April - IHM Sisters

IHM Archives Notes
April 2014
Volume 5, issue 1
Separations on the Journey
Charlotte Martha Shaaff
was welcomed by Theresa
Maxis in Monroe for the
founding of the IHM
congregation in November
1845. The two had been
members of the Oblate
Sisters of Providence in
Baltimore, the first religious
community of women of
African descent in the
United States founded for
the “Christian education of
young girls of color.”
Charlotte Shaaff was born in Baltimore on
June 4, 1809, entered the Oblate Sisters of
Providence (OSP) June 9, 1838, and took
the name Sister Ann Constance when she
received the habit. Ann had cooked for the
sisters as well as 10 orphans. In 1845, as
ecclesiastical authorities temporarily abandoned the Oblates, Ann followed Theresa, her
spiritual mentor and former superior, to Michigan to live in a stable religious community.
Both women, light-skinned octoroons, hoped
to find different environs than they had experienced in slave-holding Baltimore. Much of
what we know of Ann relates to her journey of
50 years with Mother Theresa, whom she
called “ma mere.”
Over time, Theresa tired of trying to get those
in Monroe to come to Pennsylvania and of
Bishop Lefevere forbidding them to write to
her. She wanted to reunite with Monroe and
believed that if she were away from the community for a while, the situation would better
itself. She decided to go into voluntary exile
with friends, the Grey Nuns in Ottawa. She
hoped Sister Celestine Renauld and Ann
would accompany her. Celestine agreed; Ann
was content to stay.
Eighteen years passed before Ann saw
Theresa again. She was allowed to write her
When Theresa went to Susquehanna, Pa., in
every Christmas with news of such things as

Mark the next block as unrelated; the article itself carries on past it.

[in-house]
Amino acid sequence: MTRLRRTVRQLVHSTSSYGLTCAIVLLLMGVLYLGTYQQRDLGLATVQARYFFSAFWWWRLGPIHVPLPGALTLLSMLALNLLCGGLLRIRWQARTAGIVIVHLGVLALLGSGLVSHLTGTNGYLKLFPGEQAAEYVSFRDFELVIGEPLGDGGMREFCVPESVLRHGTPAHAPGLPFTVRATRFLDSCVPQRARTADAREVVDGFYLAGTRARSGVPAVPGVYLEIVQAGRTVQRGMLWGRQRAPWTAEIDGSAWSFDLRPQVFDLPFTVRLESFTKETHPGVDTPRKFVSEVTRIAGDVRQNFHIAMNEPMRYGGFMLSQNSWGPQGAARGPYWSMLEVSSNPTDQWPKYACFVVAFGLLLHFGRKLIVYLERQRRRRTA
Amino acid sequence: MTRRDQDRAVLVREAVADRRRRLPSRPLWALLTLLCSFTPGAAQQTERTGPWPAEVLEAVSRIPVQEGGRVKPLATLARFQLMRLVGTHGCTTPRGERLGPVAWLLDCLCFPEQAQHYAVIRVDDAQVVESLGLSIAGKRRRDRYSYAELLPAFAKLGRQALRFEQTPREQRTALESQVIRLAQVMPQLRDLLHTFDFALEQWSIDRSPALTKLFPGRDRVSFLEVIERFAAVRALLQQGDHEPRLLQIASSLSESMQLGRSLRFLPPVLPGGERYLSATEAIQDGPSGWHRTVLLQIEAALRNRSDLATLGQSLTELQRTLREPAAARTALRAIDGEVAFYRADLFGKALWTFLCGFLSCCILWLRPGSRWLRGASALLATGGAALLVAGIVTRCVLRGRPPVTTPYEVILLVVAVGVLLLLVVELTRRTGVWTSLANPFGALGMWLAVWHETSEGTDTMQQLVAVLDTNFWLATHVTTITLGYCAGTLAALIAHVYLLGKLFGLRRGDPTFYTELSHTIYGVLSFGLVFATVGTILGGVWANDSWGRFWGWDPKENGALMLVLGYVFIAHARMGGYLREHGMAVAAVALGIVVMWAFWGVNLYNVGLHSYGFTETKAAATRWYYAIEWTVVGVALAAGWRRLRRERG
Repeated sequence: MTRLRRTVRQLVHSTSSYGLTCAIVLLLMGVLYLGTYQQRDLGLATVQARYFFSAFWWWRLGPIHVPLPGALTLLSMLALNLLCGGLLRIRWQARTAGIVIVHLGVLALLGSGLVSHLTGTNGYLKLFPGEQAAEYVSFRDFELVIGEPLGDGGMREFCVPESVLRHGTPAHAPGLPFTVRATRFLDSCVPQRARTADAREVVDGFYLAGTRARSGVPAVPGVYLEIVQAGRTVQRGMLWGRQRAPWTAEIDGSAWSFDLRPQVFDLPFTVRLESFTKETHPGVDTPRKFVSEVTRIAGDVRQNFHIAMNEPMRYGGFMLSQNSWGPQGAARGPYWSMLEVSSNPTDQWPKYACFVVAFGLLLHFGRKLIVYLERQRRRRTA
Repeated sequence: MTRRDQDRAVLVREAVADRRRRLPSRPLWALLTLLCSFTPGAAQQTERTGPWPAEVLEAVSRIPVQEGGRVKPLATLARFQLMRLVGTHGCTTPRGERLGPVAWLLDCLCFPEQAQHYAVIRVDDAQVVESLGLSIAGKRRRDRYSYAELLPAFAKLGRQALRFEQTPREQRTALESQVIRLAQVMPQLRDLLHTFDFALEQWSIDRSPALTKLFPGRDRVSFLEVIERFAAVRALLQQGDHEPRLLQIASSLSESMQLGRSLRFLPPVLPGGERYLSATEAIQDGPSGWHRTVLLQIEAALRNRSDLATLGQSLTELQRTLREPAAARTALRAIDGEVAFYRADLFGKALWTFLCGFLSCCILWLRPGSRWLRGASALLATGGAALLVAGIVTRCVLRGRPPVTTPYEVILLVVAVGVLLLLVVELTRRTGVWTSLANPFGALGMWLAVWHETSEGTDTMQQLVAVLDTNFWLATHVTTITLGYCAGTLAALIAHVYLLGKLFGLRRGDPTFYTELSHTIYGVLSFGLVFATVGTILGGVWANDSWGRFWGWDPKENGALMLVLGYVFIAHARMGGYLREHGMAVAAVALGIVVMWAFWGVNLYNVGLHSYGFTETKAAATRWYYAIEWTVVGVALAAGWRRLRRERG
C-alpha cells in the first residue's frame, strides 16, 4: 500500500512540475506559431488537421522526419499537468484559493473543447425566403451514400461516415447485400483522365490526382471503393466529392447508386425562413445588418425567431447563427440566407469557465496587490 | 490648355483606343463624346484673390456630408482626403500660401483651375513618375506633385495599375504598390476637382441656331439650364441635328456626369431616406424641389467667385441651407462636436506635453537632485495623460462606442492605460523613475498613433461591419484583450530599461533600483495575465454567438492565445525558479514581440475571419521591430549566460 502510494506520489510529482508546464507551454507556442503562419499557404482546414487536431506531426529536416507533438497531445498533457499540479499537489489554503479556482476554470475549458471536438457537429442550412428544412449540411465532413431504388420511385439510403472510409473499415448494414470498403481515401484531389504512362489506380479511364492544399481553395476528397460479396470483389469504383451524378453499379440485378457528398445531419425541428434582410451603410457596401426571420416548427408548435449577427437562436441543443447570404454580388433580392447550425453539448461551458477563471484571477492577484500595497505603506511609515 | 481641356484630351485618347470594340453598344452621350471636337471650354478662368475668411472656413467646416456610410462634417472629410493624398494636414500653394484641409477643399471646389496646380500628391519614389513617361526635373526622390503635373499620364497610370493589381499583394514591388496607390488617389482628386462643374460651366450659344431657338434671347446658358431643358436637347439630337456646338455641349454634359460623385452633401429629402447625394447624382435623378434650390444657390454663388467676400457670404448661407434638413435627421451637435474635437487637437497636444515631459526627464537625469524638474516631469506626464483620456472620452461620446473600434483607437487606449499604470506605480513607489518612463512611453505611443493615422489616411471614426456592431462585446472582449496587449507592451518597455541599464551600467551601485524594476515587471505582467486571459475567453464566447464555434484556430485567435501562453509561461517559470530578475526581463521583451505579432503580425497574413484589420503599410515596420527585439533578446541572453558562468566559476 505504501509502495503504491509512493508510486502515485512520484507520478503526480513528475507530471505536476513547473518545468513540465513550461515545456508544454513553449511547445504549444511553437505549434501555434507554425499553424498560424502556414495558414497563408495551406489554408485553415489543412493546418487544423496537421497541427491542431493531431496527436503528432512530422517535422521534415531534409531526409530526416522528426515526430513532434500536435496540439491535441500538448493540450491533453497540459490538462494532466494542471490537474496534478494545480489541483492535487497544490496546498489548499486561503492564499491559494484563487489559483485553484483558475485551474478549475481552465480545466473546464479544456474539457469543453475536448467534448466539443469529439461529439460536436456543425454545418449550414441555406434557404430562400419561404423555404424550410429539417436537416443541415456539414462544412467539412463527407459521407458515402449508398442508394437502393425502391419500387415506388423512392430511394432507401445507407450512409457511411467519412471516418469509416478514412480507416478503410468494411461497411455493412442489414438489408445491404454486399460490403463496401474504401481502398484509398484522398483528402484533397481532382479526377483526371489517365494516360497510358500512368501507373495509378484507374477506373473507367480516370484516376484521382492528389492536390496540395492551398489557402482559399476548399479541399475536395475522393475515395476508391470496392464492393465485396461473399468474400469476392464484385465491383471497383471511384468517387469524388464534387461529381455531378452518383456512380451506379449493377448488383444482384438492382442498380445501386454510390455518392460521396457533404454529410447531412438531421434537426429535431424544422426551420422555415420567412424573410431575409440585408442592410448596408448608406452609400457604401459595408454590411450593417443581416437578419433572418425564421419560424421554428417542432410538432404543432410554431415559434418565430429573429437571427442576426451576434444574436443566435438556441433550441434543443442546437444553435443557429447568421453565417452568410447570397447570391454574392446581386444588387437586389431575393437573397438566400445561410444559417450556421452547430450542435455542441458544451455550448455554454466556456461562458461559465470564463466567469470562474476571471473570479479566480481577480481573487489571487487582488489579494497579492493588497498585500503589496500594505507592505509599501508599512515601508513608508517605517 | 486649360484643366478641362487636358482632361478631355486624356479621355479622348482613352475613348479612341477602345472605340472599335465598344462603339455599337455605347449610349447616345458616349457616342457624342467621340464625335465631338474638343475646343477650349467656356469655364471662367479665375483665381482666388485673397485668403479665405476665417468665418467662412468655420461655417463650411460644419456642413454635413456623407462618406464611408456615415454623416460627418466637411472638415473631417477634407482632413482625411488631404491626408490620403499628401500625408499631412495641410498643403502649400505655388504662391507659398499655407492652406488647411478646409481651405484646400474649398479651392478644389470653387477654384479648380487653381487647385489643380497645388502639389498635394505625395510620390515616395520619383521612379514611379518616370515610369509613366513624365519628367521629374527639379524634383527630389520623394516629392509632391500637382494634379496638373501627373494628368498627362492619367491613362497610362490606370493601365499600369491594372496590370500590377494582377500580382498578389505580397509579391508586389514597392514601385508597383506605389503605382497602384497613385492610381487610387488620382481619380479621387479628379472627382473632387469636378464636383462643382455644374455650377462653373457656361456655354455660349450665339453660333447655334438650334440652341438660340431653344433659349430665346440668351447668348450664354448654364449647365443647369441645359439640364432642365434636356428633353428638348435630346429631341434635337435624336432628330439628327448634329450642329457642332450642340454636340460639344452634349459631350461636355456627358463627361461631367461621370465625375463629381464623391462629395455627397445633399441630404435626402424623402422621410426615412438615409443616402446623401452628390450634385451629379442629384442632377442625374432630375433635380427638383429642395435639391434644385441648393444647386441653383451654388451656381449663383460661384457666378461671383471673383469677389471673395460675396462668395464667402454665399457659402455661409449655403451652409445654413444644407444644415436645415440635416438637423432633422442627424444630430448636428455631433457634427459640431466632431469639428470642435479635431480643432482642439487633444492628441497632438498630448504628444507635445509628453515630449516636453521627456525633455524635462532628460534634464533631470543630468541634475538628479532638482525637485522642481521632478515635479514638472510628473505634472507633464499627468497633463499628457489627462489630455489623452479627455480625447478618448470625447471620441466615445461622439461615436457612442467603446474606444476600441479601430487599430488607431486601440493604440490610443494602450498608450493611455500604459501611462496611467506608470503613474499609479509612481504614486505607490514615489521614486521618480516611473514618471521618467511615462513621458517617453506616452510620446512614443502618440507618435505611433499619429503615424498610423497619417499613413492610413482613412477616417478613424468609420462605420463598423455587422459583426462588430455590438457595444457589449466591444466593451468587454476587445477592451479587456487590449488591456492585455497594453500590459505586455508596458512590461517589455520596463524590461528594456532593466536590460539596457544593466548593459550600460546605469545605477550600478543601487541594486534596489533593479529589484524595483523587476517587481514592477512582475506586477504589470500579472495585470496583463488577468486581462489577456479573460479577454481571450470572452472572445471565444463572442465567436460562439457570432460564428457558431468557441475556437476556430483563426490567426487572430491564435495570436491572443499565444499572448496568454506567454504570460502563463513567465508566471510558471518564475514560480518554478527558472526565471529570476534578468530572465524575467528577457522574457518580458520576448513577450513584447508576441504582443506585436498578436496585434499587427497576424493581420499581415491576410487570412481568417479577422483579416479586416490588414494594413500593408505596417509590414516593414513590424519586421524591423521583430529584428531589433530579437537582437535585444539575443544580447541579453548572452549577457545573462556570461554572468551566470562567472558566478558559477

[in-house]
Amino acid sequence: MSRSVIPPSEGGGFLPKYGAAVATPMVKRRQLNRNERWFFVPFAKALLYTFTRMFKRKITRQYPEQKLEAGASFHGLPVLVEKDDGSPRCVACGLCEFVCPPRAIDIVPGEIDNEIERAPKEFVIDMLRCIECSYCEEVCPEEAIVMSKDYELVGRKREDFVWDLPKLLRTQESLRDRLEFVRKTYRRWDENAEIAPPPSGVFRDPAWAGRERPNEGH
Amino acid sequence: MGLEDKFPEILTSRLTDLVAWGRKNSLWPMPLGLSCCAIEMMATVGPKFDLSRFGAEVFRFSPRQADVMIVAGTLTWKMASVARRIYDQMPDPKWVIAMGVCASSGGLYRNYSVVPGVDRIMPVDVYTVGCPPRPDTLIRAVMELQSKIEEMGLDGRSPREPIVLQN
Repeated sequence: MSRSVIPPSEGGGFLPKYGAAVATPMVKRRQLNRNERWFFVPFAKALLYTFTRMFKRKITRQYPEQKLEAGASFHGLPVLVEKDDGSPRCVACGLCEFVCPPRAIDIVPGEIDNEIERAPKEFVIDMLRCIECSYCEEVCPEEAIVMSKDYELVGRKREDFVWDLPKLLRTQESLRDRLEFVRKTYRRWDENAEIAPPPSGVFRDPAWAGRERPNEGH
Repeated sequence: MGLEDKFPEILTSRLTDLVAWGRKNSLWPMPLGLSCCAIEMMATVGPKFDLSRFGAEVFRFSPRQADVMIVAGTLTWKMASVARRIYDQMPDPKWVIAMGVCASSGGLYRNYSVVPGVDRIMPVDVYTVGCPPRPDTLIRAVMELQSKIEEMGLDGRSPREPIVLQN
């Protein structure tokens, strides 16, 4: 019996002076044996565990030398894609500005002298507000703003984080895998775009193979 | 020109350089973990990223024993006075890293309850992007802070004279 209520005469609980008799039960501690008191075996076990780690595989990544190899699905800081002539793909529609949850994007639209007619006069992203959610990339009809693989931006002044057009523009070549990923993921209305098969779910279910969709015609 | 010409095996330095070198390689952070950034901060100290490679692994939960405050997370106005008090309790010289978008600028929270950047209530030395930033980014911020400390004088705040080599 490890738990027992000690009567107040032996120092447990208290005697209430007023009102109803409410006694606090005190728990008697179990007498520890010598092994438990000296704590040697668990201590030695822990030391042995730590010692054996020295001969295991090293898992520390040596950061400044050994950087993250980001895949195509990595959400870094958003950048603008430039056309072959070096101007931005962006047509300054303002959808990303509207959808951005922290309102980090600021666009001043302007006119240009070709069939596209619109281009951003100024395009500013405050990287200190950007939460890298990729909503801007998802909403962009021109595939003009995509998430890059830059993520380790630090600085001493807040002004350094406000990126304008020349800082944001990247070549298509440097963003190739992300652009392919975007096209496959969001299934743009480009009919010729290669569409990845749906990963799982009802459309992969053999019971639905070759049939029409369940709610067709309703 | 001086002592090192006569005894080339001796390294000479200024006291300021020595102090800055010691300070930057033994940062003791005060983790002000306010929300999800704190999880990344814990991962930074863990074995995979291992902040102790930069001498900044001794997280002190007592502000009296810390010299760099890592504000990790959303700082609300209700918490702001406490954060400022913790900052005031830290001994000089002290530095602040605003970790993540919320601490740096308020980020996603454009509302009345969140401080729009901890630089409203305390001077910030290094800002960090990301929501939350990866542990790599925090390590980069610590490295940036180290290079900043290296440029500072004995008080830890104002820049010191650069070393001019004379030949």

August 1858 to open a new mission, Ann
changes in assignments, increases in enrollwanted to go with her, but Rev. Edward
ment, improvements in convent and school
Joos, the new director of the congregation, had other plans. He chose Sister
Aloysius Walter.
In October, Theresa returned to Monroe.
Some months later, Detroit Bishop
Lefevere removed her as General Superior and on April 4, 1859, sent her back to
Pennsylvania as local superior along with
Ann and Sister Ignatia Sheeran.
Early photograph of two
Oblate Sisters of Providence
with their students
who remained in Susquehanna until the novitiate there merged with the Reading Motherhouse in 1864.
The countryside there was beautiful. One
writer noted it was different from “effete
Baltimore and miasmic Monroe” and that
Theresa had always worried about the
nearness of Monroe’s settlement to the
River Raisin with its noxious fumes. St. Joseph Academy was growing, and eight postulants had joined the sisters. For Ann, the work
load of doing the sisters’ laundry by hand and
cooking for all grew with the increasing numbers.
All was going well and the sisters were asked
to open a second mission in Reading, Pa.,
that same year. Theresa responded, but
thoughts of travel no longer appealed to Ann,
Villa Maria, West Chester, Pa., 1885
buildings and humorous incidents.
In 1872, when the Philadelphia Motherhouse
(previously at Reading) was formally established in Villa Maria, West Chester, Ann took
up her residence there. Then, one day Mother
Gonzaga Rooney told Ann that Theresa was
coming back. In January 1885, when the
carriage arrived and Ann greeted her good
friend, their friendship had spanned 50 years
and life in communities in Baltimore, Monroe,
and Susquehanna. Ann died five months
later. She is buried in the IHM plot of St. Agnes Cemetery in West Chester. Mother Theresa, who died seven years later, was first